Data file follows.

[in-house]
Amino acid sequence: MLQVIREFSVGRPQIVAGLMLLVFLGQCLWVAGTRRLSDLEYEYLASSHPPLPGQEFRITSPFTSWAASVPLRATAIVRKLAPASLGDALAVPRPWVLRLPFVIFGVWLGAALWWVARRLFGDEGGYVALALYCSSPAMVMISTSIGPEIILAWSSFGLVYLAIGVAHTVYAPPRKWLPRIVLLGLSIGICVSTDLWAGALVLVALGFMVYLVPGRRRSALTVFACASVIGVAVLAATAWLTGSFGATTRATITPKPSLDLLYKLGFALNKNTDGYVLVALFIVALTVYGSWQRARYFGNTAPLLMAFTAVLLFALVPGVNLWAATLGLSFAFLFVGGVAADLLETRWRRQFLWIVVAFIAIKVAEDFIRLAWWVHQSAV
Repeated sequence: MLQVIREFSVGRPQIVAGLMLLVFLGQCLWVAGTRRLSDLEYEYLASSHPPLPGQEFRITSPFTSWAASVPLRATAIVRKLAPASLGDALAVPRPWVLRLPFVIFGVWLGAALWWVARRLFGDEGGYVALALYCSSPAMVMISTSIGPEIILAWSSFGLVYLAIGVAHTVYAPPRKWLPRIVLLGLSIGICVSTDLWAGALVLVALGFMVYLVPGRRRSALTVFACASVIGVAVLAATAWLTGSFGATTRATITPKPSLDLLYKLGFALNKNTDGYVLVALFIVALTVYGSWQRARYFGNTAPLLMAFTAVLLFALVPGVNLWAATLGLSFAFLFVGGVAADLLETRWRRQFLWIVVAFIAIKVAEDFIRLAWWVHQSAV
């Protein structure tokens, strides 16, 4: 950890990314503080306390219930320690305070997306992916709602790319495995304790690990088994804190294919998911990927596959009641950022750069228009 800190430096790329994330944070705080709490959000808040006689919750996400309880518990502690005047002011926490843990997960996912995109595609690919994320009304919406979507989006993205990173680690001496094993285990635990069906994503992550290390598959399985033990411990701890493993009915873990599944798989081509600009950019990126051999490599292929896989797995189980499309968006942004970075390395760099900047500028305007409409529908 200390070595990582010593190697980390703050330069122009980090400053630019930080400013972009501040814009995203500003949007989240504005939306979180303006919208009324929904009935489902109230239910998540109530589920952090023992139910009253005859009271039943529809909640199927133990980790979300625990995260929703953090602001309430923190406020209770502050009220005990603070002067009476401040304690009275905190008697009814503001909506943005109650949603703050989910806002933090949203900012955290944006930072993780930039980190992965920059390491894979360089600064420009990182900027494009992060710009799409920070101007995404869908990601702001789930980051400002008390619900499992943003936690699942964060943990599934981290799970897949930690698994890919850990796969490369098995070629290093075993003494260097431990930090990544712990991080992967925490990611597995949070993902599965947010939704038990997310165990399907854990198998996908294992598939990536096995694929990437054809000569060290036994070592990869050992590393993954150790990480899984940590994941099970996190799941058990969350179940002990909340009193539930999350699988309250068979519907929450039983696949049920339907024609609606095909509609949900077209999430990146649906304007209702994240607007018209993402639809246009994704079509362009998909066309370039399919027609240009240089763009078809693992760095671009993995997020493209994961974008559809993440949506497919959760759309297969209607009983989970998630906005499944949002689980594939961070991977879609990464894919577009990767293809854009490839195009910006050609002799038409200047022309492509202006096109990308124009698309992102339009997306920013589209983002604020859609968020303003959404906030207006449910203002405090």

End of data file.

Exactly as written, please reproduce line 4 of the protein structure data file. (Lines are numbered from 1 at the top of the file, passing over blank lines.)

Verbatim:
């Protein structure tokens, strides 16, 4: 950890990314503080306390219930320690305070997306992916709602790319495995304790690990088994804190294919998911990927596959009641950022750069228009 800190430096790329994330944070705080709490959000808040006689919750996400309880518990502690005047002011926490843990997960996912995109595609690919994320009304919406979507989006993205990173680690001496094993285990635990069906994503992550290390598959399985033990411990701890493993009915873990599944798989081509600009950019990126051999490599292929896989797995189980499309968006942004970075390395760099900047500028305007409409529908 200390070595990582010593190697980390703050330069122009980090400053630019930080400013972009501040814009995203500003949007989240504005939306979180303006919208009324929904009935489902109230239910998540109530589920952090023992139910009253005859009271039943529809909640199927133990980790979300625990995260929703953090602001309430923190406020209770502050009220005990603070002067009476401040304690009275905190008697009814503001909506943005109650949603703050989910806002933090949203900012955290944006930072993780930039980190992965920059390491894979360089600064420009990182900027494009992060710009799409920070101007995404869908990601702001789930980051400002008390619900499992943003936690699942964060943990599934981290799970897949930690698994890919850990796969490369098995070629290093075993003494260097431990930090990544712990991080992967925490990611597995949070993902599965947010939704038990997310165990399907854990198998996908294992598939990536096995694929990437054809000569060290036994070592990869050992590393993954150790990480899984940590994941099970996190799941058990969350179940002990909340009193539930999350699988309250068979519907929450039983696949049920339907024609609606095909509609949900077209999430990146649906304007209702994240607007018209993402639809246009994704079509362009998909066309370039399919027609240009240089763009078809693992760095671009993995997020493209994961974008559809993440949506497919959760759309297969209607009983989970998630906005499944949002689980594939961070991977879609990464894919577009990767293809854009490839195009910006050609002799038409200047022309492509202006096109990308124009698309992102339009997306920013589209983002604020859609968020303003959404906030207006449910203002405090």